Last fall, the sudden death of Wake Forest University sophomore Andrew Pillow shattered the daily routine of campus life.
It overcast the faces of students, and all was palpably somber, even for those who didn’t know him. Ryan Horgan, a junior, says, “I didn’t know him as well as other people did, but you’ll hear the exact same story about him from anyone else—that he was a really selfless person.”
Horgan lived next door to Pillow in the fall of 2013, and was playing video games with fellow track teammates Kent Garrett and Jimmy McAlister, when he suddenly heard a ruckus coming from outside his suite at around 1 a.m. When Garrett went to investigate, both Horgan and McAlister could sense that something wasn’t right. Garrett, Horgan, and McAlister then tried to help Pillow’s fraternity brothers resuscitate Pillow and called 911.
McAlister describes everything as a blur until the following day. “At first [his death] hadn’t really registered, but the next day it really hit home,” says McAlister. “It was just insane how someone who seemed so happy all the time just all of a sudden takes their life like that.”
Horgan adds that everyone was initially numb and unsure of what to expect in the coming days. He then describes a moment of reflection, standing at the top of the staircase adjacent to Pillow’s suite with those who were by Pillow’s side during his final moments. “We just talked about Pillow, what happened, and how it wasn’t fair but that we had to be strong in the moment,” says Horgan.
However, the following weeks proved to be difficult. Horgan recalls taking an alternate route to his room to avoid the staircase by Pillow’s suite. Garrett adds that over the following weekend, “Jimmy and I both ended up going out of town because we just didn’t feel that great being around on campus.”
McAlister says, however, that “just knowing that, at the end of the day, I had done everything in my power to help the situation as best as I could” brought him peace.
Additionally, campus-wide support was very strong. Garrett says, “Two of my coaches offered to help me move all of my stuff to a different dorm if I decided I didn’t feel comfortable living there.” He adds that while they couldn’t directly help with his emotional distress, “they knew how to help me get rid of anything else that was an added hassle at the time.”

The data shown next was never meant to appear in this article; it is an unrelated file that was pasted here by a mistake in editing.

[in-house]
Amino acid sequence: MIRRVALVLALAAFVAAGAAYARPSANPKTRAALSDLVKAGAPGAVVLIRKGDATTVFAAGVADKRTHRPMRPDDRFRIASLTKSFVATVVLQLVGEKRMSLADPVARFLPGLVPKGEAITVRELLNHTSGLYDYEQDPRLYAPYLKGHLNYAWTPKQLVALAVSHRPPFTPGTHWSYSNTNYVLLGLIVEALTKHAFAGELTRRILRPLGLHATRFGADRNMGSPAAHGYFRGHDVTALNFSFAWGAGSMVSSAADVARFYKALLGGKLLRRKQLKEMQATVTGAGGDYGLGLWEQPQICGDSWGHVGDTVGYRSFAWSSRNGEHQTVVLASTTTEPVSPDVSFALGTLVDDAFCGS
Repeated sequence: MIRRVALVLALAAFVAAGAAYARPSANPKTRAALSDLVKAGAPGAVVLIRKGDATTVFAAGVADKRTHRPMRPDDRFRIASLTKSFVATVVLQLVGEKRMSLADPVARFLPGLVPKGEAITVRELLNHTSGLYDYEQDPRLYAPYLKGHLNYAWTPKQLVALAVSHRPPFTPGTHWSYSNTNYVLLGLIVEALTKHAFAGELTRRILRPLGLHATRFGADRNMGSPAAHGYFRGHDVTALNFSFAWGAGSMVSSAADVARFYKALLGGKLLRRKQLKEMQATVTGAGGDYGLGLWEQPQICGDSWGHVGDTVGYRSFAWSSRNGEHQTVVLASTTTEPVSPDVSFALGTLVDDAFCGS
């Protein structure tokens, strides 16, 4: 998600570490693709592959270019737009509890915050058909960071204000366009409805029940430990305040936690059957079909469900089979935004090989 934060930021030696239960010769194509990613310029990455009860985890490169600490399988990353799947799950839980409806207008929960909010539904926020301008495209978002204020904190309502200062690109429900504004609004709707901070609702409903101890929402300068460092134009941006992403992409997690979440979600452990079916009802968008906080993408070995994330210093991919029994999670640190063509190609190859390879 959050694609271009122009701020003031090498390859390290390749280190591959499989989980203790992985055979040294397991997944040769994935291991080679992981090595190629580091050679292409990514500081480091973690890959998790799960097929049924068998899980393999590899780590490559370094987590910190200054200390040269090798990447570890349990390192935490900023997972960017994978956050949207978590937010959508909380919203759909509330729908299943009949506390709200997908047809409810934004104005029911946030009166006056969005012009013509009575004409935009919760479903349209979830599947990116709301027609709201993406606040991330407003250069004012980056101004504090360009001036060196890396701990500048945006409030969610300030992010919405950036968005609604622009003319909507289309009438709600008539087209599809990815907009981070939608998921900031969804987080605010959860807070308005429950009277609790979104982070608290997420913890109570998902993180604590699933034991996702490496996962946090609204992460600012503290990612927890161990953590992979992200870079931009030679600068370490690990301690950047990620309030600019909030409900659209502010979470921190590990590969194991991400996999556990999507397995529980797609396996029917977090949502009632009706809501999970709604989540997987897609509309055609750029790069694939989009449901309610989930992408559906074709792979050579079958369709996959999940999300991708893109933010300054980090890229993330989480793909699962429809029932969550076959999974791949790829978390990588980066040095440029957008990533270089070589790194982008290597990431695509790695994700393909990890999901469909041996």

Horgan also notes that this supportive camaraderie mirrored Pillow’s interactions with others in their times of stress. He says, “It seemed like everyone, from his fraternity brothers to faculty members, banded together to support each other. It was reassuring to see Pillow’s legacy of selflessness being celebrated.”
Though they were able to come to terms with the situation, the memory still remains prevalent and sometimes, has not been easy to fathom. Both Garrett and McAlister note that one of the harder moments was returning from Christmas break and seeing people moving into Pillow’s suite.
“It caught me off guard that [facilities] didn’t leave it fallow for another semester, but I guess they had to do what they had to do,” says McAlister.
Revisiting the events of that mournful November night, these three athletes agree that while the road to solace was tough, it gave them great insight as well as a heightened appreciation for friends, acquaintances, and life in general.
“It showed me how you have to look out for your friends,” says McAlister. “For example, I don’t think ‘fine’ is an appropriate response if you ask someone how they’re doing.”
Garrett says that it inspired thought about changing prevalent negative stigmas of seeing a therapist: “There need to be signs posted around campus showing positive statistics on how many people seek help from a psychiatrist rather than pinwheels laid out on the Quad representing the number of deaths from suicide.” The campus counseling center provides great, free resources for students that Garrett strongly encourages everyone to utilize.
Horgan also attests to openness in conversations and exploring feelings, reflecting on a similar experience of his senior year of high school. He says that after witnessing his classmates pour their hearts out, everyone, albeit vulnerable, felt infinitely more connected. “Bottling things up for the sake of others may be altruistic, but you matter, too,” said Horgan.
Gazing through the shutters of his room, he adds, “I think it’s important to know that people aren’t all what they see on Yik Yak.”
In respectful memory of Andrew Pillow.